Love to Learn

June 12, 2017
by saitod

Picnic Day at Tamagawa

Returning to the Tamagawa area for Picnic Day, the children knew exactly what to do to have fun. This time more confident than before, they just got on with it, sitting down only for a snack and lunch, and then off to explore, run, climb, build, chase butterflies-playing the entire time. In contrast, the adults had a very relaxing time with almost no issues, noticing how much more capable our soon-to-be-second graders, have become.
A big thank you to Jiyaa’s mum and EAL teacher Graham Liang for joining us and a big thank you to Connie for taking these wonderful photos.

Gr 1 Picnic Day

May 26, 2017
by saitod

A Huge Success

The sleepover was a huge success. The general consensus was that the children want to do it again. Thank you to Alex Thomas for being our extra chaperone and a big thank you to our 3 Grade 9 buddies for playing with us in the park. The sleepover is packed with academic and social learning opportunities. We wanted to share it with parents and wonder what else you would add from your perspective.

*Learning Experience

-Being away from home overnight and understanding the feelings this gives you.
-Organizing their own possessions
-Creating their own sleeping space
-Repacking their possessions
-Making their own snacks (onigiri and sandwiches)
-Working out supplies needed
-Making their own breakfast

Getting Ready for Sleep Over on PhotoPeach

Sleep Over Part 1 on PhotoPeach
Sleep Over Part 2 on PhotoPeach

A big thank you to Mrs. Weekes for making these slideshows.

May 8, 2017
by saitod

Getting Ready for the Grade One Sleepover?

The children are very excited about the sleepover and have waited very patiently to start the planning process. Today we started the planning process, and children are very excited to learn that we will be sleeping in the ICJC building (next to the gym). We used this last year and being in our own “house” was very exciting to the children.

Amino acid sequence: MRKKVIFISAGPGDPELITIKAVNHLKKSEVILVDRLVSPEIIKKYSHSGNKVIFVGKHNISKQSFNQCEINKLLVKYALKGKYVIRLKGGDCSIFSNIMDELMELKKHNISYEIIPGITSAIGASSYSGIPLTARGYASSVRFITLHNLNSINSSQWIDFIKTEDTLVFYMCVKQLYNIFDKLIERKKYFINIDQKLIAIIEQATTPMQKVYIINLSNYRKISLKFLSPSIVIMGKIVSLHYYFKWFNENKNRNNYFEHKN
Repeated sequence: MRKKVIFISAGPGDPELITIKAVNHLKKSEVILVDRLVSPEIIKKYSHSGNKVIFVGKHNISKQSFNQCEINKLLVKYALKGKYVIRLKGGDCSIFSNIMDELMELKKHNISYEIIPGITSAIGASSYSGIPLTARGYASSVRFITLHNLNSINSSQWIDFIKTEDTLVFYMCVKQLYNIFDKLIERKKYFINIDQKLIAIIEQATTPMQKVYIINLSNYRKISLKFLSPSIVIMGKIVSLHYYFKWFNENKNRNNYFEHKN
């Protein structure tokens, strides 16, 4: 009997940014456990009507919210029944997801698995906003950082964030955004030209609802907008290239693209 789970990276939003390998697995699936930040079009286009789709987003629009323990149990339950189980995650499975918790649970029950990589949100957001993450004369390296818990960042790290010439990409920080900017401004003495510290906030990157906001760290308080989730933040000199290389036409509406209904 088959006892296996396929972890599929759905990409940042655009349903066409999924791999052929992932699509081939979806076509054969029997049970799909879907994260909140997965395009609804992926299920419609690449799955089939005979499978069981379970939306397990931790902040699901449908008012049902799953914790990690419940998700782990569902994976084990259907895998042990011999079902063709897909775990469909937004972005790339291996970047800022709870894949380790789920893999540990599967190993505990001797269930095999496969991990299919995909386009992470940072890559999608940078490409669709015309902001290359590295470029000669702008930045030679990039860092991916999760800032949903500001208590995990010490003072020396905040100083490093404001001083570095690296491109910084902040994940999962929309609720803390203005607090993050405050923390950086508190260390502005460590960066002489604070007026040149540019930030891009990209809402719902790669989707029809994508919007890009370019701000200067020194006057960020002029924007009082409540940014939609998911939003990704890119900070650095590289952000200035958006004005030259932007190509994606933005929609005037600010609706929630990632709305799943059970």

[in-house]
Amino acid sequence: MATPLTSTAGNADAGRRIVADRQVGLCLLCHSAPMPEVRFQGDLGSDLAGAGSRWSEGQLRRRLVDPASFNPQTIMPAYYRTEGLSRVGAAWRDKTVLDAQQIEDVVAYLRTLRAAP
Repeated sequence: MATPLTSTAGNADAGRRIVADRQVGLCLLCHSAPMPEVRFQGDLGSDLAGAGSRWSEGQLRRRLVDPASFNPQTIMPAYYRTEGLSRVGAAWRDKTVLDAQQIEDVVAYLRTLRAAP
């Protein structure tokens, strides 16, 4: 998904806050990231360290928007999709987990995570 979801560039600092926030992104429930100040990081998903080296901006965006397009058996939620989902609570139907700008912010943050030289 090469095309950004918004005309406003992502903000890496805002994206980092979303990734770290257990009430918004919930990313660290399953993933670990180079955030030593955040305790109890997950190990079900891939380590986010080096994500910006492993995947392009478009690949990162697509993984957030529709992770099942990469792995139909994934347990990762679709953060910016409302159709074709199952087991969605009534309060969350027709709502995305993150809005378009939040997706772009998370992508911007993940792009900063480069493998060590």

Your child will need to pack

  • 1 stuffed toy
  • 1 book
  • Pyjamas
  • Sleeping bag
  • Small pillow
  • Toothpaste
  • Toothbrush
  • Hair brush or comb
  • Face cloth
  • Wash bag to put wash things in
  • Full set of extra clothes
  • Clean underwear
  • Flashlight

The children are excited about managing their own belongings and routines. It will be easier for the children to look after their belongings if they are clearly labeled. The children should practice packing and unpacking their bags by themselves, several times, so that they know exactly what they have in their bags, where to find everything and how to fit it all in. (Sleeping bags can be particularly tricky.) This will help the children feel a sense of control and independence and will ease anxiety. We talked about how everything has to fit in one overnight bag and the importance of “packing light”. While we have discouraged the children from bringing big suitcases (for space and storage reasons), it is important that the bag is big enough for children to fit  ALL their belongings inside easily.

Sleepover unplugged

We proposed that the sleepover be ‘unplugged’, with no electronic devices, after much debate the children have agreed.

The children made their first lists in pairs. We came back together and one group read their list. The other groups ticked off  if they had the same item. This was a great tool for working together.

The skills we are developing during the sleepover

Research skills

Formulating questions


Collecting, recording and analyzing data

Thinking Skills

Dialectical thinking



Social skills

Accepting responsibility

Group decision making


Resolving conflict

Self-management skills


Time management

Code of behavior

Informed choices

Communication Skills





Respect, commitment, independence, confidence, cooperation

May 3, 2017
by saitod

Our Comittment to Keep the Frogs

The children were thrilled to find that some of the tadpoles/froglets had changed into frogs over the weekend.

This brought a lot of inquiries. How would we feed them? Our research shows that the frogs feed on very small insects. Can we find small aphids nearby?

We took a look and were happy to find what we thought would make suitable food. Gathering this food will require commitment, were we prepared to take on this responsibility?